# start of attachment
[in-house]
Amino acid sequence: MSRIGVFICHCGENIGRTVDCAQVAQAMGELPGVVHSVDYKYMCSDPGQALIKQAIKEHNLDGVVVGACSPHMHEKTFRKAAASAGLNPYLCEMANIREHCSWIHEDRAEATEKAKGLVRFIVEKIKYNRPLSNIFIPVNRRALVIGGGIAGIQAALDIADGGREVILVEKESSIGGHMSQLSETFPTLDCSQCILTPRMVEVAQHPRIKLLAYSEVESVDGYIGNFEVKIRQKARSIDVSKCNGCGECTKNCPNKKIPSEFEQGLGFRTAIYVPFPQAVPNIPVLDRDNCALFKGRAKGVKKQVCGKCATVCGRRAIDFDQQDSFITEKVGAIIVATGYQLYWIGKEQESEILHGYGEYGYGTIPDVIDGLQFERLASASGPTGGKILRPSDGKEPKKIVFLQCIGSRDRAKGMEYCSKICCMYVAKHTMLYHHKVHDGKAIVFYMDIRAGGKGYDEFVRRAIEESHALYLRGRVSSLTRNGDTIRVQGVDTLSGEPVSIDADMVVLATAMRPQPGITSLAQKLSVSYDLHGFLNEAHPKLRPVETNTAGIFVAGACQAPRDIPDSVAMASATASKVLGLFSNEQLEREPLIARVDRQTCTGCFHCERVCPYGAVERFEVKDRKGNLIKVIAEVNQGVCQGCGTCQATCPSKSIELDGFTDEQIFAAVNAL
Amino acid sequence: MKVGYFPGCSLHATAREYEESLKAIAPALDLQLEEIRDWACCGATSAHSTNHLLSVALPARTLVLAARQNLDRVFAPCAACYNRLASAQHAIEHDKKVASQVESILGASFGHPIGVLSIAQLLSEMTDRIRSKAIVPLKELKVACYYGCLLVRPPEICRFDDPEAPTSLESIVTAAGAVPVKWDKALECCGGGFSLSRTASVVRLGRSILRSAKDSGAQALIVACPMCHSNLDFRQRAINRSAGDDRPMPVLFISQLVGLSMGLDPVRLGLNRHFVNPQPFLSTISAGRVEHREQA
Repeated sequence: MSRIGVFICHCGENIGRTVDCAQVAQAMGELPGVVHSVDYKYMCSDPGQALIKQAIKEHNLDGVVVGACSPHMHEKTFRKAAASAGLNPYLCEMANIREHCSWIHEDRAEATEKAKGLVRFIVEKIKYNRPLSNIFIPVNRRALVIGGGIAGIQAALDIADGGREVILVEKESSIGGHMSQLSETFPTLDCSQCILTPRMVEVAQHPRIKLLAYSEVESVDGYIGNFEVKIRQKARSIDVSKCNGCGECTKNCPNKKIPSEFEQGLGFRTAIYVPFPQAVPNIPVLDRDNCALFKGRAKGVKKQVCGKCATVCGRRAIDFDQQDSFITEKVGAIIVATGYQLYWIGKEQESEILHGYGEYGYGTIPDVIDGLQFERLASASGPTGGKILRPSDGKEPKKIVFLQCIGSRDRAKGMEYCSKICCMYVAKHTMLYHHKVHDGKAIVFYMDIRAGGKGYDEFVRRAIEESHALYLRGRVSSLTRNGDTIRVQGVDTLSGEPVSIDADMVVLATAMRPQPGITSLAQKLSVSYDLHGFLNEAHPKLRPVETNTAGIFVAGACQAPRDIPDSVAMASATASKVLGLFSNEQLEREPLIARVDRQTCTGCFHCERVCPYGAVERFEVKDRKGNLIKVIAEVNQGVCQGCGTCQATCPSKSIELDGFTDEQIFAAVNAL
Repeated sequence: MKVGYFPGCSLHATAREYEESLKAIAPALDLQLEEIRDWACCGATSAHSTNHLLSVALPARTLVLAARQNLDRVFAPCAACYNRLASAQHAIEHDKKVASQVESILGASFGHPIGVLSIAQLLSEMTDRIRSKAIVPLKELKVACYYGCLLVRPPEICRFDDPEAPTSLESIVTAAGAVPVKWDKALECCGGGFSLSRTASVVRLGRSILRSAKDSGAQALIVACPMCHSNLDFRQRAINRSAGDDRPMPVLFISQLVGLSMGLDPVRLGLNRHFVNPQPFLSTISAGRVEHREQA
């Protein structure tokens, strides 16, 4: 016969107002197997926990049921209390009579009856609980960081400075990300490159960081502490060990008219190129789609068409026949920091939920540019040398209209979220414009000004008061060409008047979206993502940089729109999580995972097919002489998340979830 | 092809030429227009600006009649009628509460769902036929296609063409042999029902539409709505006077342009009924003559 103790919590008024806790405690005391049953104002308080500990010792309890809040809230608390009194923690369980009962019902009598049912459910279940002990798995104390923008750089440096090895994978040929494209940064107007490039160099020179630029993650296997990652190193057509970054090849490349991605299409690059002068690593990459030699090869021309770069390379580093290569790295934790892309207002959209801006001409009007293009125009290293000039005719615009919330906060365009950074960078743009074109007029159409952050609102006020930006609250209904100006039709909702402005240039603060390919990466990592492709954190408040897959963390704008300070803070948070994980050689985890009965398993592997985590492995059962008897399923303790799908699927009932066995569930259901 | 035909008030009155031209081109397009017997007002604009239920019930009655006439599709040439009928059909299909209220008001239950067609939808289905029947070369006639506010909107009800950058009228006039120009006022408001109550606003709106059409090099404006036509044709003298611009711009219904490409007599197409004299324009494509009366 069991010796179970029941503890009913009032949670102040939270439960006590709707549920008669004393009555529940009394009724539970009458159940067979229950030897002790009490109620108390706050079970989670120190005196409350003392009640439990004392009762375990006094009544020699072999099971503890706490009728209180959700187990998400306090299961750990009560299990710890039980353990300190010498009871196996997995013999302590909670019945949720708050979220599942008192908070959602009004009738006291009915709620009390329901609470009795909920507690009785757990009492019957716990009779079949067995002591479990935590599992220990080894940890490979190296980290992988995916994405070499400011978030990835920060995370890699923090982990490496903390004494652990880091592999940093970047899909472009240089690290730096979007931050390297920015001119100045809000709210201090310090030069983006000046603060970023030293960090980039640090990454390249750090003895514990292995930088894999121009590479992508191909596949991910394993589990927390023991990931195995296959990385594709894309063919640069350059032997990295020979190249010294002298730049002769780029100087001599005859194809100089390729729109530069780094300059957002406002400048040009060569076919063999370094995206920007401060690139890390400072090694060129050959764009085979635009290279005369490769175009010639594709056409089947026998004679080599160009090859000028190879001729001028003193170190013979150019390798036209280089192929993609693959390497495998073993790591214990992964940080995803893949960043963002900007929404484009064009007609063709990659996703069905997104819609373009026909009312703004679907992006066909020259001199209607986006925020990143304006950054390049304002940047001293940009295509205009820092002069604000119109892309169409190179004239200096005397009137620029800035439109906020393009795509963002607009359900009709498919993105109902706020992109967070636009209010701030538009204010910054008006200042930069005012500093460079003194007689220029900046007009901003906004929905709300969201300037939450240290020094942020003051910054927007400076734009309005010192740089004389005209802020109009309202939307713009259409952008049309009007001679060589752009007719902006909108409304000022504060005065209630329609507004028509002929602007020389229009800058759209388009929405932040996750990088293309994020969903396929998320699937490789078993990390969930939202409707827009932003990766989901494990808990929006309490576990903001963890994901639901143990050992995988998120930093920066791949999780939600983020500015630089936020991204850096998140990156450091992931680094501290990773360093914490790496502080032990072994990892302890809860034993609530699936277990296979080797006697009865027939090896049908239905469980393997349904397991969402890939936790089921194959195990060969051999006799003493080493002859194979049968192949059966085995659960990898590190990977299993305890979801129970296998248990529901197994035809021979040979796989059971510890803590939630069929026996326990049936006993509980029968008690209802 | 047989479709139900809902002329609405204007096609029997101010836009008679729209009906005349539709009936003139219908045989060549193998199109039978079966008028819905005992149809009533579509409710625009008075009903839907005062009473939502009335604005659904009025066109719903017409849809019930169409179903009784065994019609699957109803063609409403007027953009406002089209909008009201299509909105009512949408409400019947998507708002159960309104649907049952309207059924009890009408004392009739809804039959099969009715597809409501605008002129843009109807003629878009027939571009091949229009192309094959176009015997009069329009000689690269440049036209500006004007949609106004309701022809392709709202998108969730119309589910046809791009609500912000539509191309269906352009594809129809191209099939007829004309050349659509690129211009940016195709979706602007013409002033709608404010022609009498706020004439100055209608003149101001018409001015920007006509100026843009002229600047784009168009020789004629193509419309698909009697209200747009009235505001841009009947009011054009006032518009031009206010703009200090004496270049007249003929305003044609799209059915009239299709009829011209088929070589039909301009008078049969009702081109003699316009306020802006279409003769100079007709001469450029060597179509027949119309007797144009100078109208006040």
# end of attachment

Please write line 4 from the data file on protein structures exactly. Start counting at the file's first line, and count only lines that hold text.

Repeated sequence: MSRIGVFICHCGENIGRTVDCAQVAQAMGELPGVVHSVDYKYMCSDPGQALIKQAIKEHNLDGVVVGACSPHMHEKTFRKAAASAGLNPYLCEMANIREHCSWIHEDRAEATEKAKGLVRFIVEKIKYNRPLSNIFIPVNRRALVIGGGIAGIQAALDIADGGREVILVEKESSIGGHMSQLSETFPTLDCSQCILTPRMVEVAQHPRIKLLAYSEVESVDGYIGNFEVKIRQKARSIDVSKCNGCGECTKNCPNKKIPSEFEQGLGFRTAIYVPFPQAVPNIPVLDRDNCALFKGRAKGVKKQVCGKCATVCGRRAIDFDQQDSFITEKVGAIIVATGYQLYWIGKEQESEILHGYGEYGYGTIPDVIDGLQFERLASASGPTGGKILRPSDGKEPKKIVFLQCIGSRDRAKGMEYCSKICCMYVAKHTMLYHHKVHDGKAIVFYMDIRAGGKGYDEFVRRAIEESHALYLRGRVSSLTRNGDTIRVQGVDTLSGEPVSIDADMVVLATAMRPQPGITSLAQKLSVSYDLHGFLNEAHPKLRPVETNTAGIFVAGACQAPRDIPDSVAMASATASKVLGLFSNEQLEREPLIARVDRQTCTGCFHCERVCPYGAVERFEVKDRKGNLIKVIAEVNQGVCQGCGTCQATCPSKSIELDGFTDEQIFAAVNAL